This article titled “May urged to roll back policies hitting under-25s to end generational inequality” was written by Kate Lyons and Jessica Elgot, for theguardian.com on Friday 7th October 2016 06.00 UTC
Theresa May has been urged to do more to improve conditions for young people and reduce growing intergenerational inequality in Britain.
Campaign groups have urged the prime minister to do more than the previous government, including rolling back some of its policies, if she was serious in her speech to the Conservative party conference about ending the “division and unfairness” that exists in British society, including that “between a more prosperous older generation and a struggling younger generation”.
Angus Hanton, co-founder of the Intergenerational Foundation, said: “At the very least, she should roll back the exclusion of under-25s from the national living wage and housing benefit; protect young people from being excluded from in-work protections and benefits enjoyed by older colleagues; say goodbye to high interest charged in student loans; and better protect young people forced to pay high rents to rogue landlords and high fees to unscrupulous lettings’ agents,” he said.
A Guardian investigation earlier this year revealed that British young adults suffer from an unprecedented inequality between generations due to a combination of debt, joblessness, globalisation, demographics and rising house prices.
Sorana Vieru, vice-president for higher education at the National Union of Students, said the policies for universities outlined by the home secretary, Amber Rudd, on Monday – which included a promise to cut the number of international students from outside the EU to reduce immigration – would be “absolutely disastrous” for Britain’s universities.
She added that if there were a reduction in the number of international students, who tend to pay significantly higher university fees than local students, universities would see a reduction in income of about 15% to 20%, a loss of funding that local students would most likely have to plug.
Vieru also said that May’s talk of eliminating generational inequality was “just rhetoric”.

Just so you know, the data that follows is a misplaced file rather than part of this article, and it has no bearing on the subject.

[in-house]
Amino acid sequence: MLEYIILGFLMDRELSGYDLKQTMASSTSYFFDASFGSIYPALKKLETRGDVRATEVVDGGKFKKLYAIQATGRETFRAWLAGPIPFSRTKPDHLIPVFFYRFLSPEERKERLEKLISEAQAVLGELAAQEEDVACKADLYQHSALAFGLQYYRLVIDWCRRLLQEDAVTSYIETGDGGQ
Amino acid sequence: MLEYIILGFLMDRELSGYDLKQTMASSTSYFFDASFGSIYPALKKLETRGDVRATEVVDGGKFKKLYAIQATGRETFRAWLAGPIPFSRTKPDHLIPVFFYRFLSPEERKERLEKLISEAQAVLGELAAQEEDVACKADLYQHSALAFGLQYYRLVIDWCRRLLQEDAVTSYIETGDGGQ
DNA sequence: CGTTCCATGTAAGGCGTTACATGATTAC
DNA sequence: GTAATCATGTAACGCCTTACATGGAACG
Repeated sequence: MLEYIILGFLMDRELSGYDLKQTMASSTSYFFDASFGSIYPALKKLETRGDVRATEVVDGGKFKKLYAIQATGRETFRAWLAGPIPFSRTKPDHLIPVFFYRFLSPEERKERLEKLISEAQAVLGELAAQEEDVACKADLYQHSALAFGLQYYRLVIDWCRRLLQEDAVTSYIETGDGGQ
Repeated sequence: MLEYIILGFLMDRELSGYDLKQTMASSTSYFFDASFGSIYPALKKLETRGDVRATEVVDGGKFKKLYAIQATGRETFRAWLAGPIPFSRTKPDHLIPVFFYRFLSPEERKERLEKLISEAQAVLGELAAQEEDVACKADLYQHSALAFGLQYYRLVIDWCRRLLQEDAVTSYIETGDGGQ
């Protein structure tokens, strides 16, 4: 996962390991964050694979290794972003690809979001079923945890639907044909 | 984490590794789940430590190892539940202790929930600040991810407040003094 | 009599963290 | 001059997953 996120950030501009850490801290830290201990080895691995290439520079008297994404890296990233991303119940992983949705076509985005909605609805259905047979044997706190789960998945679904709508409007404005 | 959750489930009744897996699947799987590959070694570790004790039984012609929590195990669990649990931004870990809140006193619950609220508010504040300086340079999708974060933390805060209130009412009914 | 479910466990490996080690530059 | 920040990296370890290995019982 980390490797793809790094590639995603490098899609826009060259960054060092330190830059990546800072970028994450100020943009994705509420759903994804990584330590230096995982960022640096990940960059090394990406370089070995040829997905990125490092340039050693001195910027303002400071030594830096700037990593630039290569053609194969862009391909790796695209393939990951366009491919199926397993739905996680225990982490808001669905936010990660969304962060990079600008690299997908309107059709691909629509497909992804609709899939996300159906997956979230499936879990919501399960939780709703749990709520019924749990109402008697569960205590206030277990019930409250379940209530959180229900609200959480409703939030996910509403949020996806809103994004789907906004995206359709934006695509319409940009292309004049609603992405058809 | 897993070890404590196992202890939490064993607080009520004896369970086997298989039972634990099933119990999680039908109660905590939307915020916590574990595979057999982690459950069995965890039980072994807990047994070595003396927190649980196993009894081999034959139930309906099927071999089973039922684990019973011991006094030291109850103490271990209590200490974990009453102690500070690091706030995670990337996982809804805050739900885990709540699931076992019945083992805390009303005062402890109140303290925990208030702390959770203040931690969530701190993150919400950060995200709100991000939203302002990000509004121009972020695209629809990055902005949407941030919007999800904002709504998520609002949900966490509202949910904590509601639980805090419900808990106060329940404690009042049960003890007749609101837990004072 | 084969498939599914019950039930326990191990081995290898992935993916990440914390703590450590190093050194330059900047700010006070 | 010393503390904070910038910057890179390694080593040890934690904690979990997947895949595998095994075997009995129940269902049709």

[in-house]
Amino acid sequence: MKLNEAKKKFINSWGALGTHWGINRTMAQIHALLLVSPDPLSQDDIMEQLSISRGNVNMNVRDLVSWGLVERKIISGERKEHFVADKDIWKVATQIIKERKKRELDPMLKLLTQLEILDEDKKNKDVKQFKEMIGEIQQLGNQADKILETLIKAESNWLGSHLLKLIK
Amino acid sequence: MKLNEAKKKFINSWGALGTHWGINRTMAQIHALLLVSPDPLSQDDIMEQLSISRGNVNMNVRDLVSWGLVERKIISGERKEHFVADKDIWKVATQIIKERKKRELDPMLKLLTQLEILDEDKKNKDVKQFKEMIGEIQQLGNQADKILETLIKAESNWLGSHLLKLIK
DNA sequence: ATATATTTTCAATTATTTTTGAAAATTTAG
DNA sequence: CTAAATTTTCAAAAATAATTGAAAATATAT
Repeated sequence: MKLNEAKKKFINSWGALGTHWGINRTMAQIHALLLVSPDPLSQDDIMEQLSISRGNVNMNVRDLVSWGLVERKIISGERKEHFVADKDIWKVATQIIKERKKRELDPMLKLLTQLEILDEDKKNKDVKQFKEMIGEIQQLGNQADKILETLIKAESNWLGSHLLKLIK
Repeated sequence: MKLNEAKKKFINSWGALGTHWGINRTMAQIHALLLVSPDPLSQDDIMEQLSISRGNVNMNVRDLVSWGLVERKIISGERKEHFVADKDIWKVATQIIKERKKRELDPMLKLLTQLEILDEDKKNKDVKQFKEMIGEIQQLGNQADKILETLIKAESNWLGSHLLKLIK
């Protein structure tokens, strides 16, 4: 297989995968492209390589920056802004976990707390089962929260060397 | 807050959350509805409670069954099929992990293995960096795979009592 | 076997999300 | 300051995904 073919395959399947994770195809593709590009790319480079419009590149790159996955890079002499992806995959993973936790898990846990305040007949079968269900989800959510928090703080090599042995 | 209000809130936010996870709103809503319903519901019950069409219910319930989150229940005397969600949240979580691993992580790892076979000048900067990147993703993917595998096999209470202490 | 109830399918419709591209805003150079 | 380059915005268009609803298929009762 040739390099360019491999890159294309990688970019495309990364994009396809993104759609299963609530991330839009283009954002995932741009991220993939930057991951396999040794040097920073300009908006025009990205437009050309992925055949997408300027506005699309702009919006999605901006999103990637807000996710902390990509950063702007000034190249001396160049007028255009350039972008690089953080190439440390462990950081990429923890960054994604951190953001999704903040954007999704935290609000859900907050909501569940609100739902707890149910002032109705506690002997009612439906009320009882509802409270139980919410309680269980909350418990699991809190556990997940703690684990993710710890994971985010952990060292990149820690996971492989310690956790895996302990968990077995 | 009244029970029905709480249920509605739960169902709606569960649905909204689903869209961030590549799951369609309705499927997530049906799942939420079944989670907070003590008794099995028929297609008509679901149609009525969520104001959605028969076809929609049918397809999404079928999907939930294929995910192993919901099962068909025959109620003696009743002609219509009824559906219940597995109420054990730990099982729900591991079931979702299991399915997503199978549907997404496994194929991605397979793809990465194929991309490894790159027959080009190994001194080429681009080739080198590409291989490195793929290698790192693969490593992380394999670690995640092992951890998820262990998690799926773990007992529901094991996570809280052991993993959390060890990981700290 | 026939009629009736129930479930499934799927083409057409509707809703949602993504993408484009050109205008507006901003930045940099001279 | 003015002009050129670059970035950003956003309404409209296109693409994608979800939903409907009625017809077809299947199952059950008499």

“Who’s to blame for [the inequality]?” she asked. “It’s Tory policies such as tripling tuition fees, turning maintenance grants into loans, whereas older generations have gone to university for free and had living grants as well. Who’s to blame for the fact we’re the generation with the largest student debt? It hasn’t happened on its own; it’s a result of austerity measures.”
Tim Farron, the leader of the Liberal Democrats, said the prime minister’s speech offered “nothing of substance for the next generation” on many important issues, including childcare and apprenticeships.
“If we want a long-term, sustainable economy, these issues have to be addressed now, not simply swept under the carpet. Yet, instead, young people are seeing less opportunity, less security and a Britain closing itself off from the world,” he said.
“This isn’t about pitting one generation against the next, but we cannot as a country continue to focus entirely on the oldest generations because of short-term political considerations. What the Tories seem to have forgotten is that this generation of older people are parents and grandparents, too. They want opportunities for their children and grandchildren, and they don’t want their own financial comfort to be at their children and grandchildren’s expense,” said Farron.
One area where May might offer hope to younger people is home ownership, which is out of reach for most young people as a result of sky-rocketing house prices in the past few decades.
Helen Barnard, head of analysis at the Joseph Rowntree Foundation, said it was encouraging that May put housing at the centre of her speech.
“Our research shows how much housing contributes to poverty. She has highlighted the right issue. For us, what we now want to see is what are the concrete policies she’s going to put in place to achieve it,” said Barnard.
During her speech on Tuesday, the prime minister said that high housing costs and the gap between those who own property and those who don’t “lie at the heart of falling social mobility, falling savings and low productivity”.
“There is an honest truth we need to address: we simply need to build more homes,” said May.
Duncan Stott, director of Priced Out, which campaigns for affordable homes, said that, in terms of her approach to housing, May seemed to be heading “broadly in the right direction”.
“It’s good to see more of an emphasis on building, rather than an emphasis on subsidies for ownership, which just push up house prices,” he said. “We are seeing some steps in the right direction, she at least gets the issue, but it’s whether she’s going to come up with any policies that will do what we need to genuinely tackle the housing crisis.”
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